Jaffat Elaqlam is a website and an e-magazine that is rapidly establishing itself as a major hub and safe space for Middle Eastern talent, whether that talent lie in writing, photography, spoken poetry, glitch art, painting, sketching, or music. It was started by the wonderful Sarah Ahmed as a blog where she displayed a curated selection of her favorite artworks from the region every Friday.
Can you tell us a little about yourself? Why do you do what you do?
My name is Sarah Ahmed, I’m 24 years old and I have a bachelors degree in Info Tech Networking and Security. Well, in my major, we were limited in terms of creativity and I guess that’s why I do what I do?
Can you give us some of your time management skills (mashAllah)? Or at least some pointers because we are a mess.
Time management is tricky because it solely depends on me emotionally beating myself up to meet the deadlines I set for myself. I can take a really long break from all, but in one GOOD day, get so many things done. Sleep a lot and stay hydrated, you’ll be surprised by how much you get done when your soul is well rested and hydrated. Being a morning person helps, a lot. When you wake up early, fix yourself some Turkish coffee, and put iTunes on shuffle, you finish huge chunks of work. Also, reward yourself. When I’m done with the stuff I promised myself I’d do, I reward myself with stuff that range from ice cream to buying a new video game.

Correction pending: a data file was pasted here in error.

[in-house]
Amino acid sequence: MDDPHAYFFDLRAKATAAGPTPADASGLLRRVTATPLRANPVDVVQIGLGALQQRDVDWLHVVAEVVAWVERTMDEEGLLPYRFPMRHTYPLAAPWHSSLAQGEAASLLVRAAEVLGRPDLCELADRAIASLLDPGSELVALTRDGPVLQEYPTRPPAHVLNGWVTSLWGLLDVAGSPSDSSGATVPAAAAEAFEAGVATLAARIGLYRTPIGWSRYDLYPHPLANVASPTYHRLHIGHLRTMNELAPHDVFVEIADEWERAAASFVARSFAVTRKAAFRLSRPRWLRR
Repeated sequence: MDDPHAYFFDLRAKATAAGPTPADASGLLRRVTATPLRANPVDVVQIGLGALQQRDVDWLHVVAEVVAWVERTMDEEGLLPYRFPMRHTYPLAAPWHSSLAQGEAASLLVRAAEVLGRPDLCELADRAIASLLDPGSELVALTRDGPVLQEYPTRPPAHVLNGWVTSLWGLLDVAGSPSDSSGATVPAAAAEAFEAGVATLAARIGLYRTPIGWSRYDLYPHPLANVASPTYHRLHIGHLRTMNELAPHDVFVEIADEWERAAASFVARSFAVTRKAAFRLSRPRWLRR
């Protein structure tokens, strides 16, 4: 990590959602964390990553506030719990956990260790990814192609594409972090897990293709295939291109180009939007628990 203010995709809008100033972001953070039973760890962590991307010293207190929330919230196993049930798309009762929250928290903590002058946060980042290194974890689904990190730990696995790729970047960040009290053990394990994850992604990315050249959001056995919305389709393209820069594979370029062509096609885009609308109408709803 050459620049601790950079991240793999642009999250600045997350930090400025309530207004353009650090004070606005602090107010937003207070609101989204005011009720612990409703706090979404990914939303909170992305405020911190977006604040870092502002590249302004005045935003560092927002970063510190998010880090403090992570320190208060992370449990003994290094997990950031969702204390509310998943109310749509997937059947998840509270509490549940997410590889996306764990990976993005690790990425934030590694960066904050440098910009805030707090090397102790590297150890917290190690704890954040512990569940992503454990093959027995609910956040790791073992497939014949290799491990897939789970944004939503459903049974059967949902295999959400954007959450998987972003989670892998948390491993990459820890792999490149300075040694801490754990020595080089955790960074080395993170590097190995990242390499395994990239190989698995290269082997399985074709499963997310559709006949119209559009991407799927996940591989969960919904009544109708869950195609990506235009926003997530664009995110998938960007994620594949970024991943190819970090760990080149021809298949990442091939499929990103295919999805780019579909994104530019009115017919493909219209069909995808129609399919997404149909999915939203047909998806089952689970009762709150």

How did you first get into blogging?
Oh man. I think I was a teenager? It was definitely way before Tumblr was a thing. It started as participating in forums, then wanting my own space. I’ve been through a lot of “spaces”, most of them still exist to make current and future selves cringe. I loved the idea of sharing parts of my life, because I enjoyed reading parts of others’ lives. Specially back then, as someone who never travelled, it was an easy way to experience & discover other countries through the world wiLD web. There’s something beautifully human about it. Anyway, not that anyone read my blogs, but I fancied the thought.
Why did you choose the name Jaffat Elaqlam? (We love it, by the way.)